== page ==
Through the very anti-Nazi Legat Harris paints a sympathetic picture of Chamberlain trying to avoid the second Great War in 20 years. He has Chamberlain understanding that Britain was both militarily and psychologically unprepared for war and his appeasement policy was buying time to strengthen the country. However he avoids bringing up the facts that it was the Baldwin-Chamberlain policies that put Britain in the position of weakness.


Along the way we get a sense of what life was like in 10 Downing Street, the precariousness of air travel and the general yearning for peace in both Britain and Germany. Chamberlain was hailed as a hero in both countries, much to the chagrin of Hitler. I found the book to be a great read and it was hard to put down.  







Saturday, January 27, 2018

Eerie Parallels: January 2018 - January 1987

                             "History doesn't repeat itself but it often rhymes"
                                               Attributed to Mark Twain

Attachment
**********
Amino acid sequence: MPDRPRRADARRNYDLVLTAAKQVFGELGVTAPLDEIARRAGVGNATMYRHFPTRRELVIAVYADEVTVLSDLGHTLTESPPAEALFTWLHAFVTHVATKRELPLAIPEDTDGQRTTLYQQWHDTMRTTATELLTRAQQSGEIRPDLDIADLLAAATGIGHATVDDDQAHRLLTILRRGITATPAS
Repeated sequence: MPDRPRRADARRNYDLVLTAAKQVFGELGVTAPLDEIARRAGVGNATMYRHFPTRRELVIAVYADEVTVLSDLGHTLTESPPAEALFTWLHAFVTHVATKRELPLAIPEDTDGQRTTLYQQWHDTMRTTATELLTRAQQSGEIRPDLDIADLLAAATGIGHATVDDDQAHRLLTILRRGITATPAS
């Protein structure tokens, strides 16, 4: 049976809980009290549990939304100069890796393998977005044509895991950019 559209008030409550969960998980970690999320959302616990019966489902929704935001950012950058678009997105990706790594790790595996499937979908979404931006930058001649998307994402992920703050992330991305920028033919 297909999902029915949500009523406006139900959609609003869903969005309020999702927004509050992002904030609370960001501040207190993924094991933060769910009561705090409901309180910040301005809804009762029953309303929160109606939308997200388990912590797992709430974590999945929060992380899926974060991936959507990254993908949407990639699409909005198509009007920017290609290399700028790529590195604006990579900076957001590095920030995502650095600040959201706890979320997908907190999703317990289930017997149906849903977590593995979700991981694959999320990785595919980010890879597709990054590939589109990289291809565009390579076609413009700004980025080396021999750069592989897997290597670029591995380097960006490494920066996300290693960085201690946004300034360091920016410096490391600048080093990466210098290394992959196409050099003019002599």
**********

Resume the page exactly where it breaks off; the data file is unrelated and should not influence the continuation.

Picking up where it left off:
The amazing run of stock prices since the start of the year has me thinking about a similar rise in January 1987. Thus far this month the S&P 500 is up 7.5%, not as extreme as 13.2% gain recorded in 1987, but nevertheless quite a move. We all remember what happened after that as stocks continued to a gain of 39% by August, but to give it all back and then some by October. From peak to trough the S&P 500 declined by 33%. However by year end the index ended up for the year by a nominal 2%.

The parallels to 1987 look striking when we look at the economic back drop then and compare it to today. Because history rhymes I will also note a few striking differences.

                                               Simlarities

Indicator                                     January 1987                     January 2018

S&P 500                                       +13.2%                               +7.5%*
Extended Bull Market                Started 8/82                     Started 3/09
Computer Trading                      Portfolio Insurance         Algo Trading